The degu needs company and is by no means suitable for being kept alone.
If degus are not kept in a species-appropriate manner, behavioral disorders can occur that endanger the life of the small rodents. Owners should therefore be well informed about the housing conditions of the degus.
Porcupine relatives – guinea pig relatives – treat relatives
5-8 (up to 10) years
Males from 6 weeks, females from 10-12 weeks
Degus originally come from Chile and live in family groups during the day and at dusk. These associations can form colonies of up to 100 animals.
Degus are lean eaters. Therefore, the most important component of the feed is hay rich in crude fiber. This can be supplemented with suitable green fodder such as herbs or vegetables (e.g. cucumber, peppers, broccoli, or zucchini). If degus get too little roughage (hay) and gnawing material, they tend to eat fur. Due to their susceptibility to diabetes (sugar diabetes), degus must not be fed any food with molasses, added sugar, or dried fruit! Rodent drops etc. are also taboo.
As a special feature, degus can see UV light. Fresh urine contains substances that reflect UV light. Since the animals use urine for scent marking, they can presumably see where conspecifics have recently passed. During their activity phases, they are extremely fond of running, digging,g, and gnawing. This should also be taken into account when setting up the cage. Therefore, the device should not be made of plastic that can be chewed and swallowed. In addition, the housing unit should be made up of different levels and have several sleeping caves and a sand bath with special sand.
Since the litter depth should be at least 15 cm (preferably more), a deep bowl with a lattice structure would be the ideal way of housing. A clean terrarium can encourage abnormally repetitive digging and “jumping up in corners”. A bare cage, on the other hand, does not provide enough depth for the bedding and can thus cause abnormally repetitive grate gnawing. Controlled free-roaming in a degu-safe area must also be offered daily.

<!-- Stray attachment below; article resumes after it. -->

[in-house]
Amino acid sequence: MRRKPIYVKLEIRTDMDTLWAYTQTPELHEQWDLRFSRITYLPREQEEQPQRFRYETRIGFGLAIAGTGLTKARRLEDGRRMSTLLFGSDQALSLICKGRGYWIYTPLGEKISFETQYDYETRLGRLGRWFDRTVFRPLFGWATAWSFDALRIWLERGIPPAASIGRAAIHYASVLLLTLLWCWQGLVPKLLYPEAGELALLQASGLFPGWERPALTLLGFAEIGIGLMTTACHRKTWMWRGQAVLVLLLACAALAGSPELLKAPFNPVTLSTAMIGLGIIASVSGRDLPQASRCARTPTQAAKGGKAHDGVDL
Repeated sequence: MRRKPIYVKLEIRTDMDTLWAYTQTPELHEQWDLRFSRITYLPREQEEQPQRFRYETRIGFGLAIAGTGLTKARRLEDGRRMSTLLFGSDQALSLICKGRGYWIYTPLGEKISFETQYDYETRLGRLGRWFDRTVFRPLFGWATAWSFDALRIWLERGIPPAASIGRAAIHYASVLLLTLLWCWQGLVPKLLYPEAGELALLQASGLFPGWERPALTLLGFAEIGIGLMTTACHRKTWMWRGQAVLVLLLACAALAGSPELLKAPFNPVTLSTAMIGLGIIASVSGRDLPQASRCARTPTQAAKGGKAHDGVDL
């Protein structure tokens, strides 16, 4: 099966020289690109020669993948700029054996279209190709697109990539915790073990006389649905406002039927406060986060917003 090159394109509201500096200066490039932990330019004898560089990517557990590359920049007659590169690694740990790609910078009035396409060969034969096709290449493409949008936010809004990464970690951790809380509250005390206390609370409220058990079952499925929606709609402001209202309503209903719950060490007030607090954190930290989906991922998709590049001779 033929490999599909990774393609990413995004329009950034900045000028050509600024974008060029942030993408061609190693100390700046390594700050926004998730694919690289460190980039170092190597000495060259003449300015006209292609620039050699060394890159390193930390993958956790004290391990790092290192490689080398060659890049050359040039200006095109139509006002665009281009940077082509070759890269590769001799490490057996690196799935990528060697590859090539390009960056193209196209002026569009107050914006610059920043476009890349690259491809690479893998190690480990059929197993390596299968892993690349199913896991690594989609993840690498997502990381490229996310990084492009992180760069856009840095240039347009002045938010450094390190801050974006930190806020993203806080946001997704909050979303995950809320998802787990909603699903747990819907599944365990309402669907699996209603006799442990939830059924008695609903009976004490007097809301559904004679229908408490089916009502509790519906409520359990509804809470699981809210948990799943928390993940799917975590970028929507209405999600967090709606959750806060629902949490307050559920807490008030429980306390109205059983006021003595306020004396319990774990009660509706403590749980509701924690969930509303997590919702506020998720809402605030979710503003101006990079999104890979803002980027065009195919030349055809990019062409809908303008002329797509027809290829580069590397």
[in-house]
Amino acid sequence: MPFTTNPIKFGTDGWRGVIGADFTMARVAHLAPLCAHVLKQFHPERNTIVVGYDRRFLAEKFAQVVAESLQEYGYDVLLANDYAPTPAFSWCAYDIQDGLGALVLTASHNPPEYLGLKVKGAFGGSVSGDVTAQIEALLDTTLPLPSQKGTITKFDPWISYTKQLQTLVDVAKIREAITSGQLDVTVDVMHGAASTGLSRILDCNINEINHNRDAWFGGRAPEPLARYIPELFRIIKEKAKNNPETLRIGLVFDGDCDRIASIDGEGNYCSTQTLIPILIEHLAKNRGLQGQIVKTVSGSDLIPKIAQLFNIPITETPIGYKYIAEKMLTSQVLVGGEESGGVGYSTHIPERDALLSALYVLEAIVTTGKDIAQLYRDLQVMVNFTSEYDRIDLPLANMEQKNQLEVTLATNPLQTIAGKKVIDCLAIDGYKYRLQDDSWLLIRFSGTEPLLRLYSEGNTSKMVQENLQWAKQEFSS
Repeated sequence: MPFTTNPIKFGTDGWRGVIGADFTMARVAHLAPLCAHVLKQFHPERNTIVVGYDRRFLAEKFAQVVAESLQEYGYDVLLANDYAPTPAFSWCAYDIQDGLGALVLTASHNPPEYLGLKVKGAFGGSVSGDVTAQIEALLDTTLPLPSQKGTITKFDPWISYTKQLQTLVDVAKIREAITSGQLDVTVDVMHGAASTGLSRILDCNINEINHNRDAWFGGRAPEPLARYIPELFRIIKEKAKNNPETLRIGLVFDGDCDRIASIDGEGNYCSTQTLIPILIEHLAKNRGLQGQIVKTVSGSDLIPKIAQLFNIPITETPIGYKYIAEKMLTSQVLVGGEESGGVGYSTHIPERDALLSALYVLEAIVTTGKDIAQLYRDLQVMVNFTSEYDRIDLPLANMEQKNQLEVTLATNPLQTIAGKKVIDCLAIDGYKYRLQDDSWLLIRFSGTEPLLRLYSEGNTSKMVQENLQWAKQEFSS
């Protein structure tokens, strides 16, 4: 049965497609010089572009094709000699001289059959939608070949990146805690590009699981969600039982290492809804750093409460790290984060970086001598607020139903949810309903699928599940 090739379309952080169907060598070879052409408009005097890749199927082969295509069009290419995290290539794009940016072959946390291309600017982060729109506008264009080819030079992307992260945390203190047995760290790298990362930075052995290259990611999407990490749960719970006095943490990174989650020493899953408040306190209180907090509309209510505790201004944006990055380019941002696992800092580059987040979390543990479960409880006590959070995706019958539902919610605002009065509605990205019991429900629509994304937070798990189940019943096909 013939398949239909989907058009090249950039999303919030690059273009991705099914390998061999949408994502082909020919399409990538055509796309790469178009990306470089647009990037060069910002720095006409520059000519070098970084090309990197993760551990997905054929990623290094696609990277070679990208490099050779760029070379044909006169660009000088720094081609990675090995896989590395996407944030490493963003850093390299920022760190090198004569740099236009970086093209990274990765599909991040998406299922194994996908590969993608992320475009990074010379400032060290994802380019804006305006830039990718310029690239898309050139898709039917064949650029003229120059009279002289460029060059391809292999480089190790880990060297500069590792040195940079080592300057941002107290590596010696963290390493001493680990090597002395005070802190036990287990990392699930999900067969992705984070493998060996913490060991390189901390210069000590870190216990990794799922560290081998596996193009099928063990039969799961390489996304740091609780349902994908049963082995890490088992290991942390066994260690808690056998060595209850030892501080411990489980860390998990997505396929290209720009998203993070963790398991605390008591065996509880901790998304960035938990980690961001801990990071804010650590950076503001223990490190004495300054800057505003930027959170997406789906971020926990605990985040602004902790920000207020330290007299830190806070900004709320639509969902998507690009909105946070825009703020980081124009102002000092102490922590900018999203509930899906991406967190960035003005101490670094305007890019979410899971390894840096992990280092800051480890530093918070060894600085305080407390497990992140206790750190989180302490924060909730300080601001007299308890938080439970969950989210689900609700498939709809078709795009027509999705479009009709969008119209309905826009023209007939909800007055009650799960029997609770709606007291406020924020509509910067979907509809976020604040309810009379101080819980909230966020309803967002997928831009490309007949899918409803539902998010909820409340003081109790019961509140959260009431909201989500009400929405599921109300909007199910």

Degus should never be kept alone. Group housing (e.g. harem housing) is, therefore, the most animal-friendly. Degus are best socialized before they reach sexual maturity. Subsequent socialization is expensive due to intraspecific aggression, but possible if various aspects are taken into account.
The degu’s enclosure should not be changed too often as this puts the animals under stress. The highest-ranking animal, for example, creates a mound of bedding from which to observe the territory (“commander’s mound”). Destroying this mound during the cleansing can lead to ranking battles.
In the event of a lack of space or overpopulation, young animals are killed and eaten by other group members, not by the parents. Individual housing as well as restrictive, non-animal-friendly housing conditions can lead to abnormal-repetitive behavior (AVR) in degus. These include, for example, stereotypical pole gnawing, corner jumping, or stereotypical pacing and pacing. It is therefore important to ensure animal-friendly housing in stable groups.
Frequently Asked Question
What should you know about degus?
The degu is a rodent that looks like a cross between a mouse, a rat, a squirrel, and a chinchilla. The physique is more like a guinea pig, which is why it also belongs to this family. The degu is about 15 cm long, with the tail again having the same length.
How to keep degus?
Since the cute degu is very active, the cage should be big enough. The minimum size of the rodent aviary is 100 x 60 x 140 cm (l x w x h). You should buy a cage with multiple tiers, lots of branches to climb on, and platforms for the degu to rest and watch.
What don’t degus like?
Softwoods such as spruce or fir do not belong in the degu enclosure due to the high resin content and the essential oils they contain. Sweets intended for humans such as chocolate, biscuits or candy do not belong in a degu’s feeding bowl!
What do degus particularly like?
Hay and straw serve as the main meal, and herbs and vegetables can also be offered. Various staple foods cover the basic needs of the degus. Branches, especially from fruit trees, may be offered to keep the animals busy. But birch branches, hazelnut, and beech can also be offered.
How often do you have to feed degus?
Fresh food such as cucumbers, carrots, kohlrabi, lettuce, fresh grass and herbs, blossoms, etc. (no fruit) round off the degus’ diet. Fresh food is fed in small pieces 2 to 3 times a week.
How do I tame my degus?
Tame degus like to nibble on fingers or pinch something in them, and they also let themselves be scratched from time to time. On the other hand, they are not at all available for attention in the form of pats. Particularly cheeky degus use their caregiver as a climbing object by climbing on their shoulders.
How often should you clean a degu cage?
Since degus need their scent tracks and are usually very clean, their enclosure does not have to and should not be cleaned too often. If the degus urinate in certain corners, these are cleaned once or twice a week.
Are degus suitable for children?
However, degus are not cuddly animals that love to be cuddled. They are curious, and adventurous, and watching them scurry around brings a lot of joy. However, they are not suitable for small children.